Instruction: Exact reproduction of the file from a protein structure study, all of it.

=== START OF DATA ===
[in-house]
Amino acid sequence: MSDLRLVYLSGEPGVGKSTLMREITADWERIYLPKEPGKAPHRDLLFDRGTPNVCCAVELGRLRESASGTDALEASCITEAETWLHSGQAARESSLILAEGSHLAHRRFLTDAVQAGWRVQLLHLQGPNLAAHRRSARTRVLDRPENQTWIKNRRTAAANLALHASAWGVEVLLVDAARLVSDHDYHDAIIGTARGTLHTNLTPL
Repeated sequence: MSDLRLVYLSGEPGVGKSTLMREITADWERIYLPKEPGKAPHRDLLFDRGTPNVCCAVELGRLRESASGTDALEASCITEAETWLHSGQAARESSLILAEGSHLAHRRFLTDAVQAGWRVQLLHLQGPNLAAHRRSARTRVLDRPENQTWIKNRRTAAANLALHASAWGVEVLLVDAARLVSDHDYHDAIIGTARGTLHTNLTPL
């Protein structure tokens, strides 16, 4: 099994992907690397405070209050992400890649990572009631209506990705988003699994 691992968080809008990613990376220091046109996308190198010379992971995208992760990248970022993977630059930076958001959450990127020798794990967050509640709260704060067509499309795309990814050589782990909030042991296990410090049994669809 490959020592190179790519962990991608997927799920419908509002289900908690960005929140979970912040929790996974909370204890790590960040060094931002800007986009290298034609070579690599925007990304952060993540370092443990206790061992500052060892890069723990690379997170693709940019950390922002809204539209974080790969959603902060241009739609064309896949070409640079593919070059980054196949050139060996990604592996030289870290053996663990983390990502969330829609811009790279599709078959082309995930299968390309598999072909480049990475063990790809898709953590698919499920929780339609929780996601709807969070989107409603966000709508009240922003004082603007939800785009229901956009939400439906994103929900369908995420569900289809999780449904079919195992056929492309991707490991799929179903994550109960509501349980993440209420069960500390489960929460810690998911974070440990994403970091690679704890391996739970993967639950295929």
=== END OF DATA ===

[in-house]
Amino acid sequence: MSDLRLVYLSGEPGVGKSTLMREITADWERIYLPKEPGKAPHRDLLFDRGTPNVCCAVELGRLRESASGTDALEASCITEAETWLHSGQAARESSLILAEGSHLAHRRFLTDAVQAGWRVQLLHLQGPNLAAHRRSARTRVLDRPENQTWIKNRRTAAANLALHASAWGVEVLLVDAARLVSDHDYHDAIIGTARGTLHTNLTPL
Repeated sequence: MSDLRLVYLSGEPGVGKSTLMREITADWERIYLPKEPGKAPHRDLLFDRGTPNVCCAVELGRLRESASGTDALEASCITEAETWLHSGQAARESSLILAEGSHLAHRRFLTDAVQAGWRVQLLHLQGPNLAAHRRSARTRVLDRPENQTWIKNRRTAAANLALHASAWGVEVLLVDAARLVSDHDYHDAIIGTARGTLHTNLTPL
């Protein structure tokens, strides 16, 4: 099994992907690397405070209050992400890649990572009631209506990705988003699994 691992968080809008990613990376220091046109996308190198010379992971995208992760990248970022993977630059930076958001959450990127020798794990967050509640709260704060067509499309795309990814050589782990909030042991296990410090049994669809 490959020592190179790519962990991608997927799920419908509002289900908690960005929140979970912040929790996974909370204890790590960040060094931002800007986009290298034609070579690599925007990304952060993540370092443990206790061992500052060892890069723990690379997170693709940019950390922002809204539209974080790969959603902060241009739609064309896949070409640079593919070059980054196949050139060996990604592996030289870290053996663990983390990502969330829609811009790279599709078959082309995930299968390309598999072909480049990475063990790809898709953590698919499920929780339609929780996601709807969070989107409603966000709508009240922003004082603007939800785009229901956009939400439906994103929900369908995420569900289809999780449904079919195992056929492309991707490991799929179903994550109960509501349980993440209420069960500390489960929460810690998911974070440990994403970091690679704890391996739970993967639950295929």